WHO Director-General Dr. Tedros Adhanom Ghebreyesus announced on April 14 that he would maintain the Ebola outbreak in the Democratic Republic of the Congo (DRC) as a Public Health Emergency of International Concern (PHEIC). His announcement followed three new confirmed cases in the troubled region, where an outbreak that began in August 2018 has infected over 3,400 people and killed 2,242.
The second-largest Ebola outbreak on record was two days away from meeting WHO criteria for declaring the end of the outbreak when the first new case surfaced. The criteria call for 42 days with no new confirmed or probable cases—twice the maximum incubation period for the disease. Flare-ups near the end of an outbreak are sufficiently common—owing in part to the virus’s persistence in used needles or vials for weeks and in survivors’ body fluids for months—that a WHO official cautioned in March that new occurrences were “likely.”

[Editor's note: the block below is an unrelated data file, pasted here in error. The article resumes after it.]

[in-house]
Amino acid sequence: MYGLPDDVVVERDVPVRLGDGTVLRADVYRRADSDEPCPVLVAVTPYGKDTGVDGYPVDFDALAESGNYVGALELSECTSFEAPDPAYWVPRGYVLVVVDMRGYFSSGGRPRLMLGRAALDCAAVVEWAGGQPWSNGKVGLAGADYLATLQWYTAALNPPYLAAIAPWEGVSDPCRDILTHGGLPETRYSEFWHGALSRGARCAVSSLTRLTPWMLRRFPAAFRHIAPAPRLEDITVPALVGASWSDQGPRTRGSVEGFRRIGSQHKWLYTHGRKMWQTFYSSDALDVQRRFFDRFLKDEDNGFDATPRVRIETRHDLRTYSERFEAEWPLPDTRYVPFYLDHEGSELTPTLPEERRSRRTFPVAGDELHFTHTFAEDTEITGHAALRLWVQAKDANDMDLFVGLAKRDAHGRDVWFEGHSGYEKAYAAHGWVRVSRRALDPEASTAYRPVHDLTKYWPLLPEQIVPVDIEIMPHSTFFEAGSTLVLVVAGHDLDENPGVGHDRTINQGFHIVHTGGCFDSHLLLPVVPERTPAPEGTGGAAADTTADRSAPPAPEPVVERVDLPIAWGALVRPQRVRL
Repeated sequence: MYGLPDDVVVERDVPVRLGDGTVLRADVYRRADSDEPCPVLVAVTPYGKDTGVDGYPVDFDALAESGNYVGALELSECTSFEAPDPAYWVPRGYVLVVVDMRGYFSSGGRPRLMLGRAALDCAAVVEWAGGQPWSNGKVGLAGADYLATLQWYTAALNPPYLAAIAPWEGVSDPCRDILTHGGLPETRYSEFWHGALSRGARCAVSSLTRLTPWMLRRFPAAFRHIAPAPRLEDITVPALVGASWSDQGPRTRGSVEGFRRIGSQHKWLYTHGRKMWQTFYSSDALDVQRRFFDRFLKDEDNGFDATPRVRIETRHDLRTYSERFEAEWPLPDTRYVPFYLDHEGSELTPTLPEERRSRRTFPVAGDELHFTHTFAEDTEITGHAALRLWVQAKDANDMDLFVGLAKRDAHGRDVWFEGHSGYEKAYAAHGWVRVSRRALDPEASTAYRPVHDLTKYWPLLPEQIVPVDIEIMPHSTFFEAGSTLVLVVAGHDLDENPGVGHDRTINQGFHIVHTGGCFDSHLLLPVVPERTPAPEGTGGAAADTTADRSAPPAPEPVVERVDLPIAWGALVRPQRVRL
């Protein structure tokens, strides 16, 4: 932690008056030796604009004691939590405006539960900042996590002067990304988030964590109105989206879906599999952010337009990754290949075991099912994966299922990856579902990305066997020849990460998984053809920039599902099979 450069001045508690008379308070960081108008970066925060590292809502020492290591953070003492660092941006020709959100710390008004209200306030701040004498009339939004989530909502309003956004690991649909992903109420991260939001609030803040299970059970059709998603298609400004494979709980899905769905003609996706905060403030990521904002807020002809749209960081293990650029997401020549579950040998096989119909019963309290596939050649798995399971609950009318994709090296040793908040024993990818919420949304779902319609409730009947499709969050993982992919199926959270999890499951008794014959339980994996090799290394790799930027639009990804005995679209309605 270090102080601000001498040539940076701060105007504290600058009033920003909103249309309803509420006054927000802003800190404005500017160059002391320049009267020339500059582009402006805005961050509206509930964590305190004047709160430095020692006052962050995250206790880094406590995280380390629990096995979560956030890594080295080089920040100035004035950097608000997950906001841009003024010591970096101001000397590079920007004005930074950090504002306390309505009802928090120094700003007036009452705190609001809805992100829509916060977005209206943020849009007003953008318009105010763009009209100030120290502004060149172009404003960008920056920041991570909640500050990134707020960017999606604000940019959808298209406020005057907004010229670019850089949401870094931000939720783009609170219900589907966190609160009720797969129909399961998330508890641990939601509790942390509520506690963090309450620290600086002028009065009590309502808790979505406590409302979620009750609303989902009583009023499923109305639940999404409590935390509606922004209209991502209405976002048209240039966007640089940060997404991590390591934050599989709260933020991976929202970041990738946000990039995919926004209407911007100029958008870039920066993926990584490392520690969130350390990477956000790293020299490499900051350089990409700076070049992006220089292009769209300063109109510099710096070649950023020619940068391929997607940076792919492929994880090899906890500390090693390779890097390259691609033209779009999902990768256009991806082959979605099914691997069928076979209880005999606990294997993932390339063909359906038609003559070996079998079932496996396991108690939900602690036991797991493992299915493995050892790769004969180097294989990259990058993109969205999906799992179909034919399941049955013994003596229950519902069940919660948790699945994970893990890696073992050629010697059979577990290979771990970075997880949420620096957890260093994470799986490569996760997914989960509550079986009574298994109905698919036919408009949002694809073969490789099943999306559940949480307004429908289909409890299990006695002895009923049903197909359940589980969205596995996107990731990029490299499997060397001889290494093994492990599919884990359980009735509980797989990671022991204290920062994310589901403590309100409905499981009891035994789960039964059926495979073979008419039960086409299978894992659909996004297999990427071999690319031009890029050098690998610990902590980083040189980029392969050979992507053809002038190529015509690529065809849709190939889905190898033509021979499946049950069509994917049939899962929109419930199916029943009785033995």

WHO has supported a DRC Ebola response that has included 11 testing labs, 11 treatment centers, the registration of 250,000 contacts of infected people, and the vaccination of 300,000. The Emergency Committee for Ebola virus disease in the DRC—in a statement supporting a continued PHEIC—said WHO has not received adequate Ebola funding this year and that its response is further threatened by transportation limitations and other consequences of the Covid-19 pandemic.